What is color blindness?
People who are color-blind can't see the full range of colors because the color-sensing cells in their eyes don't work properly.There are different kinds of color blindness. Some people can see all shades of red, green and blue, but one of those colors doesn't show up well. The most common type of color blindness is the inability to see greens accurately.A few color-blind people are unable to see one of those three pigments - blue, red, green - at all. And in rare cases, a person might be totally color-blind and see the world only in shades of gray.About 8 percent of males are color-blind; it's rare in females. That means about one out of every 12 boys reading a color newspaper page can't see the colors accurately.
You know how your favorite color looks, but have you ever thought about how it makes you feel?
Colors can affect your emotions. For example, it is generally accepted that red makes people feel agitated, even if they are not fully aware of it.
"Bright colors are very stimulating, and muted colors are very soothing," said Jill Morton, a color expert based in Hawaii who has worked with major companies to come up with colors for their products.
Morton said that one reason colors might affect us is that over thousands of years humans have learned to respond to colors based on their roles in nature. Green, for instance, might make people feel fresh and hopeful because it is associated with healthy crops and abundant food. Likewise, red might represent aggression and fear because of its association with fire and blood.
Today, colors are used in marketing to try to get people to react a certain way. For example, Morton chose the colors for a new kind of pain medicine for adults. The company wanted to stress how quickly the medicine works, so Morton made the tablets red (to suggest something fast) and gray (something high-tech).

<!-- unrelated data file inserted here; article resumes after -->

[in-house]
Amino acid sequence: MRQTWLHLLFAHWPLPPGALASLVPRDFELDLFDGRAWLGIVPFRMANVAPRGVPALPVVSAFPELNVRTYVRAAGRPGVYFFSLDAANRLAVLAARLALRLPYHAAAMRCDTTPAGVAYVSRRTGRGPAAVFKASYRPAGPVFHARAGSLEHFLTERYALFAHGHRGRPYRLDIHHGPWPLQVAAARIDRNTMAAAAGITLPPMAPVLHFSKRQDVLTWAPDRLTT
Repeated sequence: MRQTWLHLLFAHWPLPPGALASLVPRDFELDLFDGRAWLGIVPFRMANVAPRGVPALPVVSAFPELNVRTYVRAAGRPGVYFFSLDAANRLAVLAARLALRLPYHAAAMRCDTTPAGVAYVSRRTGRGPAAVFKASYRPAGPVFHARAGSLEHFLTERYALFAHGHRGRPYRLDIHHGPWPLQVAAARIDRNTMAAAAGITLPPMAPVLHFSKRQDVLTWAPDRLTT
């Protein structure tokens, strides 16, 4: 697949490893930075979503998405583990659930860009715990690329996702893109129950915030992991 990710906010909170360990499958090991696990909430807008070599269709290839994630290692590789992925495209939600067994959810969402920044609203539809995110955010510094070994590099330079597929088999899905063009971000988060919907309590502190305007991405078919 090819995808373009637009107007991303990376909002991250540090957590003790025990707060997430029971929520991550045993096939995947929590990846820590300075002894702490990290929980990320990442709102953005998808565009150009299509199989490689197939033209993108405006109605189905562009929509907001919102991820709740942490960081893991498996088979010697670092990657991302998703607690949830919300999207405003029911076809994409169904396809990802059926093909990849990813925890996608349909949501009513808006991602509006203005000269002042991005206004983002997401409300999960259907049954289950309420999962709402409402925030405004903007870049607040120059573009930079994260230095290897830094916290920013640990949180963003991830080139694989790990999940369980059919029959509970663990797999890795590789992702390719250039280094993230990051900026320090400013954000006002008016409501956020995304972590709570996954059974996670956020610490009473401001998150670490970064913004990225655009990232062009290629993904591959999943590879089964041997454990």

Some people don't believe in these reactions, but there are studies to support them. One showed that Olympic athletes who wore red uniforms won their competitions slightly more often than those who wore other colors.
Causes the heart to beat faster.
How it can make you feel: Agitated and jumpy, rushed, hungry, fearful, strong, passionate.
Cues in nature: Red meat, blood, fire, berries.
How red is used: To show energy, strength and speed (examples: race cars and fire engines). Red is often found on the walls of fast-food restaurants because it makes you hungry. It also makes you eat more quickly.
The most restful color to the eye.
How it can make you feel: Fresh, hopeful, young, lucky, peaceful.
Cues in nature: Plants, grass and trees; some lakes, rivers and shallow ocean areas.
How green is used: Popular for home decorating. Also helps people feel calm in schools, hospitals and rooms where people prepare to go on television.
The most visible color of the spectrum; the eye notices yellow first.
How it can make you feel: Cheerful, hopeful, excited, focused.
Cues in nature: The sun, fruits and vegetables, flowers, autumn leaves.
How yellow is used: To get attention; on emergency vehicles, road signs and taxis. Keeps you alert and concentrating, so it's a popular color for writing paper. Can be overwhelming to the eye, so it's used little in fashion.